A good shot :-) 真是照的好啊!

 HH Sakya Trizin 2009 Nepal Monlam





Got this photo from a friend. Was really amazed by the shot. I mean, in that kind of occasion, you’d be happy to have a glimpse of HH Sakya Trizin while managing to stand properly somewhere.

It was taken at the 2010 Sakya Monlam in Lumbini, by courtesy of Shan Drolma.

Day 4 – Pokhara to Lumbini, from resort to remote…

While we are waiting for the bus to departure in the bus station, finally I see the famous Annapurna Himalayas! The experience is almost divine – there’s the typical green mountains, and behind them and almost double the altitude of the the 1st layer is the 7000m+ white peaks of Himalaya. In Tibet, usually you’d be at 4000m+ to view the peaks so the feeling wouldn’t be as drastic.

I told Namgyal that I’ll be back for Mustang. Just imagine taking a flight from Pokhara going through the Hymalayas to reach Mustang! Even the flight itself will be worth the journey.

There’s no direct bus to Lumbini so we took a so-called tourist bus to Bhairawa (Rs. 330 or $5 USD for 7 hours) and then local bus (Rs 15, 1.5 hr) to Lumbini. Most of the tourists in Pokhara are heading to Chitwan Park so locals outnumber real tourists on the bus to Bhairawa, a very big city near the border to India.

Lumbini is the birthplace of Siddhartha. In Siddhartha days this place should be a beautiful garden and later his followers added monasteries and other monuments. In later days, the place got abandoned for unknown reason and the later Mughal invaders arrived in the end of the 14th century destroyed all the remaining monuments. Therefore the site is only excavated not long ago to confirm that Siddhartha was indeed born here in ca. 563BC and it is still under development.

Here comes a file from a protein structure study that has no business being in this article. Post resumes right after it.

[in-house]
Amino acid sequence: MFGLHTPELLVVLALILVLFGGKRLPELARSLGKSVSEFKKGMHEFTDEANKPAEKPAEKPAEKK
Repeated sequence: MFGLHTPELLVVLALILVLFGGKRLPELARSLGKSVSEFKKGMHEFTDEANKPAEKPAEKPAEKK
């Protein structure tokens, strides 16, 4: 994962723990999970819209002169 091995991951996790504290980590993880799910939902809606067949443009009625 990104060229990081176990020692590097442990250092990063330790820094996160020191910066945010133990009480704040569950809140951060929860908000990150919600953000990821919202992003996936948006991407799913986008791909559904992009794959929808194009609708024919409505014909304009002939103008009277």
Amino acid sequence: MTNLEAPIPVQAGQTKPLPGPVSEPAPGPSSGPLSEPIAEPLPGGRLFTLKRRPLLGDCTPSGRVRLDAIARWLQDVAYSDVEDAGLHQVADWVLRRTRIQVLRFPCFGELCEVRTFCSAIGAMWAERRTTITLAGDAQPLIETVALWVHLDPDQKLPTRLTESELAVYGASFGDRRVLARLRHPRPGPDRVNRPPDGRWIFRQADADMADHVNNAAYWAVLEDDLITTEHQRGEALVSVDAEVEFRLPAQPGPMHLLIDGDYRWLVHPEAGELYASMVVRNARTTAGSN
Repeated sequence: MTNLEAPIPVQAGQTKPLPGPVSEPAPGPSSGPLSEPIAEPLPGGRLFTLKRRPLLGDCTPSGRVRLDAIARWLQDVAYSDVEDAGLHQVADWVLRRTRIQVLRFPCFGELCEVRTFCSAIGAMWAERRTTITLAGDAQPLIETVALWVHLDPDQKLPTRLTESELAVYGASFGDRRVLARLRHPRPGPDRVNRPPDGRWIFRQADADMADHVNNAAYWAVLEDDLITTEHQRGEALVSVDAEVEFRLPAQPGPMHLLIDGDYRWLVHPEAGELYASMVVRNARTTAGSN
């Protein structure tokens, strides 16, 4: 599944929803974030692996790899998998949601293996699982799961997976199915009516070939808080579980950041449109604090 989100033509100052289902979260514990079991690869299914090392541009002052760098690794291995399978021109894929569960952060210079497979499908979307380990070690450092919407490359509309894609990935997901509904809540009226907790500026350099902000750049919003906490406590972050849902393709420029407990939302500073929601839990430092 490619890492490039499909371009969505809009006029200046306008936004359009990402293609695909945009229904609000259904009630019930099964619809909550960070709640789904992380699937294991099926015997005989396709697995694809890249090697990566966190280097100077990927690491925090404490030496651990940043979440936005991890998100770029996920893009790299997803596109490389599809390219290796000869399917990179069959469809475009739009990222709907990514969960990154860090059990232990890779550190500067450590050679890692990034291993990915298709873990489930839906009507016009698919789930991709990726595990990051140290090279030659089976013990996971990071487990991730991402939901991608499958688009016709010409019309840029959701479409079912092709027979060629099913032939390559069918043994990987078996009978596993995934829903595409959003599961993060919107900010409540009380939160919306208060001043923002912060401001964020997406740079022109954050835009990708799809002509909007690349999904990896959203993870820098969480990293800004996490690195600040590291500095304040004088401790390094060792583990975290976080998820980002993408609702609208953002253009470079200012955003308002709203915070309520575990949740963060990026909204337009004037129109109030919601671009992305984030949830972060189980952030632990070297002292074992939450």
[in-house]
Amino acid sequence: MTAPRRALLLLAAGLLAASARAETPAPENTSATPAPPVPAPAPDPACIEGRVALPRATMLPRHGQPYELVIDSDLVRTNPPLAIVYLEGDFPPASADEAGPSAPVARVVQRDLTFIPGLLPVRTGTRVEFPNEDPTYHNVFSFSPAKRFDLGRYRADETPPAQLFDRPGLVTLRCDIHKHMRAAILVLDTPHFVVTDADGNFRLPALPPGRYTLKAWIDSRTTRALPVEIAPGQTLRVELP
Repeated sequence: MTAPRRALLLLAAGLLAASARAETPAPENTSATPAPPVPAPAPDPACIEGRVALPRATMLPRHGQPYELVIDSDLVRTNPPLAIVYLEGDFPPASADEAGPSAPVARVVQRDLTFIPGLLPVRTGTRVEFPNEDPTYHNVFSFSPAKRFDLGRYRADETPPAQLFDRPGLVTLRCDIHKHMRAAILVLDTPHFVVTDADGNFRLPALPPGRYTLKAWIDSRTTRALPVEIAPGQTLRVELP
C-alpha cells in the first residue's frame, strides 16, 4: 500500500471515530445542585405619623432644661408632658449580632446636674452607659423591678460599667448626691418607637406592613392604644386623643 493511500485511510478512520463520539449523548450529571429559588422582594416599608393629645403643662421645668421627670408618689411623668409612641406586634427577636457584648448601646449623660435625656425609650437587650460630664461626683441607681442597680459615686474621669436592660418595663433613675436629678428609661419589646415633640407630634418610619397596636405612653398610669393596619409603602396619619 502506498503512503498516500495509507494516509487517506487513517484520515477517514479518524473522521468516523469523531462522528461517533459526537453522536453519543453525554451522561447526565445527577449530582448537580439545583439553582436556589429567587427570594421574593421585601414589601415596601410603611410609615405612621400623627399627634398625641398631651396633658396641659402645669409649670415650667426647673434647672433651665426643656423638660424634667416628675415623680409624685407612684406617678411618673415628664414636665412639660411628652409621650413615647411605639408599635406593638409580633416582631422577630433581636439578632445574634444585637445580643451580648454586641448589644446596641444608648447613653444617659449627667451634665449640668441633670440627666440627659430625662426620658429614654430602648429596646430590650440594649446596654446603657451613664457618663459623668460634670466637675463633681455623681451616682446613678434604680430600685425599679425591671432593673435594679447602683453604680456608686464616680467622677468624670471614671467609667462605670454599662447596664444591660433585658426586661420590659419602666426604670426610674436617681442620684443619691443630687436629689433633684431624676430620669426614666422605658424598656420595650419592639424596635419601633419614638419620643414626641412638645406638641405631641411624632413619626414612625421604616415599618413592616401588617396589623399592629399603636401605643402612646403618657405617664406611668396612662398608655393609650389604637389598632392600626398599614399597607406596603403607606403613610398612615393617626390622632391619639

In the excavation site, there’s a rock marking the exact place where Siddhartha was born and one remaining stone sculpture depicting the scene though ruined by the Mughals. Many big trees around the site though the Japanese cut off some already. There’s a small monastery built by Chogye Rinpoche in the 80’s on the way to the site with the nicest garden in the whole area. The construction was possible under the help of the Mustang King I ran into the other day. He helped to get special permission from Nepal King to build the monastery in this sacred place. Further away to the site is a development area consisting of temples from around the world: Thailand, China, India, Myanmar, Vietnam and some under construction e.g., Korea’s. The development zone also has some meditation centers with some westerners around.

Outside of the development zone, there’s just a few houses partially converted to guesthouses, one upscale hotel and a handful of restaurants. I am not sure whether this can be counted as a village or not. Apparently they must do wonders to build tents to provide various services in the high season.

Since it’s low season now – already very warm in Lumbini, the price of a double room with bathroom falls to Rs. 250 (i.e. 125 TWD, or $4 USD). The pedicab ride around the new development zone also falls from Rs700 to Rs 250 for us. The timing was perfect for the ride as the temperature cooled down significantly at 5pm.